One decision that must be made in window layout is whether multiple windows should overlap or abut. Overlapping windows are a popular notion because they simulate a desk surface with arbitrarily placed pieces of paper. Unfortunately, the use of overlapped windows means that there will always be some that are partially occluded and this can be annoying. Also, the code complexity and time required to draw in an occluded window is high because simple clipping methods such as the Sutherland-Cohen algorithm [Newman and Sproull] cannot be used.
The alternative is to divide the screen into nonoverlapping windows that abut and fill the display [Gosling]. The user will not have to waste time rearranging the order of overlap, the graphics will be easier to program, the system will run faster, and the user will still be able to see an arbitrary number of different things at once.
Menus are lists of options that appear on the screen. By moving the cursor of the pointing device over a menu entry and pressing a button, the user invokes that option. Early menus were simply lists of words in blocks; the words were abbreviated commands and the blocks delimited the area that would be recognized during menu selection. This basic formula has been updated in many respects.
The most important improvement to menus is the use of icons (sometimes called glyphs, or graphical symbols), instead of text in the menu boxes. The problem with words is that they are ambiguous and evoke semantic interference in the minds of each designer. It often happens that the precise meaning of textual menu entries is forgotten between sessions and must be relearned. Icons, on the other hand, are unique in their appearance and are easily distinguishable in the menu. Experiments have shown that viewers recognize previously seen pictorial information far better than they do previously seen words [Haber] and so the learning of icons is faster.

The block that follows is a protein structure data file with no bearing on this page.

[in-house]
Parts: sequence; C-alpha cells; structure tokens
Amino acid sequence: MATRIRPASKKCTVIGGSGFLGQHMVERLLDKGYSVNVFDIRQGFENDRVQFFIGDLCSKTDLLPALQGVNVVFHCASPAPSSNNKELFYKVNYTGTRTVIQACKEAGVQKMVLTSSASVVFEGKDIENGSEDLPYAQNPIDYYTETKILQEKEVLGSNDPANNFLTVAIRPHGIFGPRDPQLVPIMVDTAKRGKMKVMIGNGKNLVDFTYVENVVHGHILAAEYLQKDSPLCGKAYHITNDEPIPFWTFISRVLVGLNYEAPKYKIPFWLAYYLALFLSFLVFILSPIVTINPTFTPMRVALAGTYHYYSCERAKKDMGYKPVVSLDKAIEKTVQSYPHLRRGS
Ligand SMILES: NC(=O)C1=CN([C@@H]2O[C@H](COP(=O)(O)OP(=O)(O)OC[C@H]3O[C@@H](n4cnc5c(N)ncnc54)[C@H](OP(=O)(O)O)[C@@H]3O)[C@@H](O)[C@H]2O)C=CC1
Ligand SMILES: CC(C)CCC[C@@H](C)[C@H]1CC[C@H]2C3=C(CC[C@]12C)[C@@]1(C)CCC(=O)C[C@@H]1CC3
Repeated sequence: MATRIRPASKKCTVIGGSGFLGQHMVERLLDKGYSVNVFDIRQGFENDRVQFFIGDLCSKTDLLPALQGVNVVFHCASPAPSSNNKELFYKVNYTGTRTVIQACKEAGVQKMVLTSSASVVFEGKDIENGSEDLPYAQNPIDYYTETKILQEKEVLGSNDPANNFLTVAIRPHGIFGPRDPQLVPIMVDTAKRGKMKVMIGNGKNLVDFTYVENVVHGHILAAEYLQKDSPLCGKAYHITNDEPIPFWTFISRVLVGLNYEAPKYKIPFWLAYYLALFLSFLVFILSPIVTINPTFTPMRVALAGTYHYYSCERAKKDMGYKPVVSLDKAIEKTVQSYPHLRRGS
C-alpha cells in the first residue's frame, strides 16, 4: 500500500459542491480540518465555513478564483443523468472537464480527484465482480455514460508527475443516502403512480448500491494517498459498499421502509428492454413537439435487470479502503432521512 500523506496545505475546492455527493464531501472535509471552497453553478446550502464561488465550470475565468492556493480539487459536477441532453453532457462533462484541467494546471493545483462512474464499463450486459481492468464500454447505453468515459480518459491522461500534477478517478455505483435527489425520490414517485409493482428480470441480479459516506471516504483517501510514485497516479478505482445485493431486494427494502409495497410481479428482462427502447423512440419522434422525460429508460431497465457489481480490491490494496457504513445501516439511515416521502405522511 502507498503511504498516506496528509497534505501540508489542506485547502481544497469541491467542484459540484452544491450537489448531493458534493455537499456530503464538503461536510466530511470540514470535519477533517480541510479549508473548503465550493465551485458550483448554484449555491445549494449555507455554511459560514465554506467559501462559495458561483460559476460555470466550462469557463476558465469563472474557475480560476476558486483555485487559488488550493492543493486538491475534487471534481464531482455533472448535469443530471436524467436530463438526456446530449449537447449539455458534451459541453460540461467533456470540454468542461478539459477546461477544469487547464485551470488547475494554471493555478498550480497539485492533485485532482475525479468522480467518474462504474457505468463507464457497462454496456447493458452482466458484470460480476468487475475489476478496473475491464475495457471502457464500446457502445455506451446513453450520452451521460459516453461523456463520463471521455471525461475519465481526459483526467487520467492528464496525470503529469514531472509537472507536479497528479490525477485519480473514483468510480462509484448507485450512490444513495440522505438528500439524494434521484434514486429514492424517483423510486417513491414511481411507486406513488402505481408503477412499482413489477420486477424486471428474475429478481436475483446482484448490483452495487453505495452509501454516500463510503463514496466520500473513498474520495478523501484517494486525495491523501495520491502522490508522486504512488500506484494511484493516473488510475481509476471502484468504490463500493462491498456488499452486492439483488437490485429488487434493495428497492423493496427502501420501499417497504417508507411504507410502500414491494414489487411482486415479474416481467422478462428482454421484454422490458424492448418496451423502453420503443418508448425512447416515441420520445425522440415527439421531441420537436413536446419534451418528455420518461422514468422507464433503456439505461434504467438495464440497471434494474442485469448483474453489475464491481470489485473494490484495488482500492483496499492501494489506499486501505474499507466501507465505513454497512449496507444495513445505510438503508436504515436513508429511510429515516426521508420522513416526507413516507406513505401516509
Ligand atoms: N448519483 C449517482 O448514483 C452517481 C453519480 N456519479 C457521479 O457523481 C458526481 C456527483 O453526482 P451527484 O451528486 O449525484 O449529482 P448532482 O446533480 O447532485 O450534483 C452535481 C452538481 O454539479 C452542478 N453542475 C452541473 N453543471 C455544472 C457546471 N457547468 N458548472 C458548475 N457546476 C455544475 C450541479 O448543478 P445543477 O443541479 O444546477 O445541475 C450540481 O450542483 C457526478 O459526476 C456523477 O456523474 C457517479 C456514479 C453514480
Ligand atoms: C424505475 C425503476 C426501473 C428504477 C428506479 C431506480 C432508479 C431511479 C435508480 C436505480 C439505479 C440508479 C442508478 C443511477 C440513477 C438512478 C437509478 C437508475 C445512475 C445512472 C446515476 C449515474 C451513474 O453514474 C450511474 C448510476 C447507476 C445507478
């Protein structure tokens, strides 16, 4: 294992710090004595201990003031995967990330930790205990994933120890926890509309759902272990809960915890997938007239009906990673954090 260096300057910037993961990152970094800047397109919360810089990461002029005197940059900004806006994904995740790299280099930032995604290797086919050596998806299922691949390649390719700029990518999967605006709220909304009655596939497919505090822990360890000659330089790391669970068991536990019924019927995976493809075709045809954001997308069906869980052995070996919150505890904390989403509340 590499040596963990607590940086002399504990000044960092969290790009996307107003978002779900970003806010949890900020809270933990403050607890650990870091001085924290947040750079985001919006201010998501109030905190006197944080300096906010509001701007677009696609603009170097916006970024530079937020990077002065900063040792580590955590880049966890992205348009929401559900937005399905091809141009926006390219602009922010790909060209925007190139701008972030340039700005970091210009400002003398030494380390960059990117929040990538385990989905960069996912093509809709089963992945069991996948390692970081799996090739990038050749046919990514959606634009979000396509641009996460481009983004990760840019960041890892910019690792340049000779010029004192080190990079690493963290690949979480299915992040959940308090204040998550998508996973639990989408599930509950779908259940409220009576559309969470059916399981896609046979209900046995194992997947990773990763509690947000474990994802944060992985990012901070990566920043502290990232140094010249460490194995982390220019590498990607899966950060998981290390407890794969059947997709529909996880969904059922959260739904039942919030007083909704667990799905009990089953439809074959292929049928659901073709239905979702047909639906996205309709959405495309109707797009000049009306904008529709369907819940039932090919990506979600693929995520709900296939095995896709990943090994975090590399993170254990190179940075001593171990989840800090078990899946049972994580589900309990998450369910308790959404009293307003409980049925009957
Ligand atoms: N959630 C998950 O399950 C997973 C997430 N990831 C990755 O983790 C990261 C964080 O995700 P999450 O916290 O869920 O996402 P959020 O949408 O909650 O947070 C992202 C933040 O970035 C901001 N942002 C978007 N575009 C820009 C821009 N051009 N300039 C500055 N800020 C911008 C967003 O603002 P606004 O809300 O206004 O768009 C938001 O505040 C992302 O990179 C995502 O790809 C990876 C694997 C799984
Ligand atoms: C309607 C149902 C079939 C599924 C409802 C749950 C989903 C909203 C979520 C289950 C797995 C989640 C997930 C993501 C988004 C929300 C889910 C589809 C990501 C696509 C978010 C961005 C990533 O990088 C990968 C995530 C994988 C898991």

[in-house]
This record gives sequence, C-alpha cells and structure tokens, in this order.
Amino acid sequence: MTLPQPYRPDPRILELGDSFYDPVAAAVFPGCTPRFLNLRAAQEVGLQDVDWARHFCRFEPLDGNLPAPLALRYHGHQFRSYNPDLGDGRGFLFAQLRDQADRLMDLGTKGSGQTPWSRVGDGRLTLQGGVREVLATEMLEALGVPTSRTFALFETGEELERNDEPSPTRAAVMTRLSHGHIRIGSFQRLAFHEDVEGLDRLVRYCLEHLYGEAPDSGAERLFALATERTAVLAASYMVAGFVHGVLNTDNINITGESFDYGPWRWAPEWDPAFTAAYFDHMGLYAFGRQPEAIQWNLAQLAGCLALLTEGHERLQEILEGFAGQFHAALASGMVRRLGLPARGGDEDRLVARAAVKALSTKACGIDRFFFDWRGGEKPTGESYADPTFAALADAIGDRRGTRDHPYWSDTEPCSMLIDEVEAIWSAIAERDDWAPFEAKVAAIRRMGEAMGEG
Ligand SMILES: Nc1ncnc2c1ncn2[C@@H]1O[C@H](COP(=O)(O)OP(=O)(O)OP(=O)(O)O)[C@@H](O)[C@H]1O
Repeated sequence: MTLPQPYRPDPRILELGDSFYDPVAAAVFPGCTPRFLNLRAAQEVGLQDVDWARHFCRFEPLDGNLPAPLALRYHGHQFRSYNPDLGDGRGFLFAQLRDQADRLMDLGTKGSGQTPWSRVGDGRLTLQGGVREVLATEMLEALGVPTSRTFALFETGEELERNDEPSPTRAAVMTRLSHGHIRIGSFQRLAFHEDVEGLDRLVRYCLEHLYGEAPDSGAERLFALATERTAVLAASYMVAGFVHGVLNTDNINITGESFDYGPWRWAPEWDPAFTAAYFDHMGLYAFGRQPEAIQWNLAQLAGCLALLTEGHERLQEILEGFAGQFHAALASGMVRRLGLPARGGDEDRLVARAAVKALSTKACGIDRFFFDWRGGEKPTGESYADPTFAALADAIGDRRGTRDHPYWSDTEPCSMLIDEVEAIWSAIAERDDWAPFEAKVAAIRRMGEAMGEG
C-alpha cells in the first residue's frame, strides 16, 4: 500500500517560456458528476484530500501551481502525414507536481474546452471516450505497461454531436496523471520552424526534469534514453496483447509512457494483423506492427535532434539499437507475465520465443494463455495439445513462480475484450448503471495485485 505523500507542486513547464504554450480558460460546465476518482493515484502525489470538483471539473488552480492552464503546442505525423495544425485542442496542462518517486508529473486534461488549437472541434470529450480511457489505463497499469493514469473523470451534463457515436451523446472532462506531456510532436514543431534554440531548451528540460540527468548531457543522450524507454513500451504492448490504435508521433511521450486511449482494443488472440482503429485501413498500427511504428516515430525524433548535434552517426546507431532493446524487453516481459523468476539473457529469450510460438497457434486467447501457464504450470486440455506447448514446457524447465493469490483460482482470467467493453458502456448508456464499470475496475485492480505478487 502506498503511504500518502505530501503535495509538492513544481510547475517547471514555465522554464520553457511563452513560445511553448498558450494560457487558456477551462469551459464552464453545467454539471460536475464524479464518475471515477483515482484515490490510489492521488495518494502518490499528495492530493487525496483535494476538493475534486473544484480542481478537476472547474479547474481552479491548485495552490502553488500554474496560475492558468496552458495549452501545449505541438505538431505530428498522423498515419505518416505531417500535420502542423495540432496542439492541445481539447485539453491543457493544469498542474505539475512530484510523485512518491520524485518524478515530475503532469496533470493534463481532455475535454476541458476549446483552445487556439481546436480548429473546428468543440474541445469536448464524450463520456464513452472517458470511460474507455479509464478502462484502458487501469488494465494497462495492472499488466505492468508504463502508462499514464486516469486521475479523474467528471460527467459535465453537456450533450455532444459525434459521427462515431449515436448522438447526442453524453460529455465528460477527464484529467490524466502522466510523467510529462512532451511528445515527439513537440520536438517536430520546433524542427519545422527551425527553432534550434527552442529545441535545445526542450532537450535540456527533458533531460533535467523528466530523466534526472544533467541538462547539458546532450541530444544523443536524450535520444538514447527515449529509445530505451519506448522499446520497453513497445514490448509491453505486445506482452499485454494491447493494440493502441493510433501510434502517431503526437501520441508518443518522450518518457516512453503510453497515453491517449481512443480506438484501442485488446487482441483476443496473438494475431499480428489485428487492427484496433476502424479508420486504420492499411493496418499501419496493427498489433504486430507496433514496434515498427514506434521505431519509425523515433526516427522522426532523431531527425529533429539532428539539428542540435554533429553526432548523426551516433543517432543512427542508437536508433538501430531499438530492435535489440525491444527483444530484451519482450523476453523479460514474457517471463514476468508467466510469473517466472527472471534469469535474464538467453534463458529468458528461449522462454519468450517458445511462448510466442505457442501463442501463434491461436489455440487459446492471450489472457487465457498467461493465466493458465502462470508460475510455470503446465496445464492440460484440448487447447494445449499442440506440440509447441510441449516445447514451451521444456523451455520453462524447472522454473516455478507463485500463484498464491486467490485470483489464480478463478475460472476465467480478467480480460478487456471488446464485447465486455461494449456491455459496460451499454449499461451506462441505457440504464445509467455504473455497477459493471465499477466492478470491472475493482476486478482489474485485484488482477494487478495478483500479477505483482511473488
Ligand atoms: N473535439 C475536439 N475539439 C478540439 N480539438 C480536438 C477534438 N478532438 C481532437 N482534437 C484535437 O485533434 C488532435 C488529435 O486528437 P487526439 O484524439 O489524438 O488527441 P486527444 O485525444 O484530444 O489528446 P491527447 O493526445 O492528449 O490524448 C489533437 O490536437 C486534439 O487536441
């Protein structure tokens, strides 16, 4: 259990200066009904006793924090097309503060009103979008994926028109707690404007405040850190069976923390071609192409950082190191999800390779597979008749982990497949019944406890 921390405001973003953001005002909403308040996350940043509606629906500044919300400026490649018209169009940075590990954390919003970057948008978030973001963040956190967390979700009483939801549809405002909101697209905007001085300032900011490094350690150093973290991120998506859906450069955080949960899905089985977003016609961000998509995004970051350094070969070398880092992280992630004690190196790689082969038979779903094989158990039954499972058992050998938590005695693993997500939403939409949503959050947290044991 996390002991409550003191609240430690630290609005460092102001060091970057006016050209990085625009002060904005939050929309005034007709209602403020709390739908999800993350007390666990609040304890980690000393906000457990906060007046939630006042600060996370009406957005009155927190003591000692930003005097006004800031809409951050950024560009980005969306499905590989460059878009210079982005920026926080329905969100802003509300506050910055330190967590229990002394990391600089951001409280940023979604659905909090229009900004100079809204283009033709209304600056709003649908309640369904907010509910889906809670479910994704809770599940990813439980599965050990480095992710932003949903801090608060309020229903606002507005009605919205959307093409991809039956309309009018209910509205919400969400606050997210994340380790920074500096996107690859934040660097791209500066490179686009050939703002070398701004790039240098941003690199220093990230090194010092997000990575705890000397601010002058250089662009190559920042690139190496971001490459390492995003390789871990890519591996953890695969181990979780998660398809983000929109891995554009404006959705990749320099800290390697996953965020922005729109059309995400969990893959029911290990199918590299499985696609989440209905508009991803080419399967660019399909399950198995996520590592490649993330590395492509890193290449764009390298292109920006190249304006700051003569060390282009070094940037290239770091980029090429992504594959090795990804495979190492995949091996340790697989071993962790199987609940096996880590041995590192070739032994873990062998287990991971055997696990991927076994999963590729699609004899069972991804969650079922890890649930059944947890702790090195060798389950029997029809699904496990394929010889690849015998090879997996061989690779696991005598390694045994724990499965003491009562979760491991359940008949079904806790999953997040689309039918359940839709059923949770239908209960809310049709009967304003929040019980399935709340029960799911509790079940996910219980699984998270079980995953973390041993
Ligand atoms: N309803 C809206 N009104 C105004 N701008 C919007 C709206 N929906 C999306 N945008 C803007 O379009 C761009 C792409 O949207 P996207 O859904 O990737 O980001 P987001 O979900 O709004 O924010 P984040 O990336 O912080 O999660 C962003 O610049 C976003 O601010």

Most modern computers support pulldown menus, which consist of a row of menu titles along the top of the display. Clicking on a title displays the full menu underneath. These menu entries can contain other menus, thus offering a large set of commands to the user.
One concern in human engineering is the dual role of the cursor as a pointer in the editing window and as a selector of commands in the menu. How can the user point to a place in the circuit and then point to a corresponding menu entry without losing the circuit position? The obvious answer is to have the command be on a button of the pointing device so that the position in the circuit is retained. Another solution is to have two cursors, one that points in the editing window and a second that appears in the menu to choose a command. When a button is pushed over the desired piece of circuitry, the first cursor freezes and a second cursor appears in the menu area to roam through it while the button is held down. When the designer releases the button, the menu action under the second cursor is performed, that cursor disappears, and the original cursor in the editing window is reactivated. This reduces hand motion from the editing window to the menu area and clearly shows the command and its intended subject.
|A more popular solution to the problem of effective menu selection is to have pop-up menus that appear on top of the editing window exactly where the cursor is located at the time (see Fig. 10.4). These menus occlude the circuit only while a command is being selected, and then they are removed. They do not take up permanent screen area, which allows more room for the circuit display. Perhaps the best feature of pop-up menus is that they can implement defaults by drawing the preferred entry directly under the cursor. The user does not need to move the cursor at all to select this option; he or she merely pushes buttons on the pointing device.|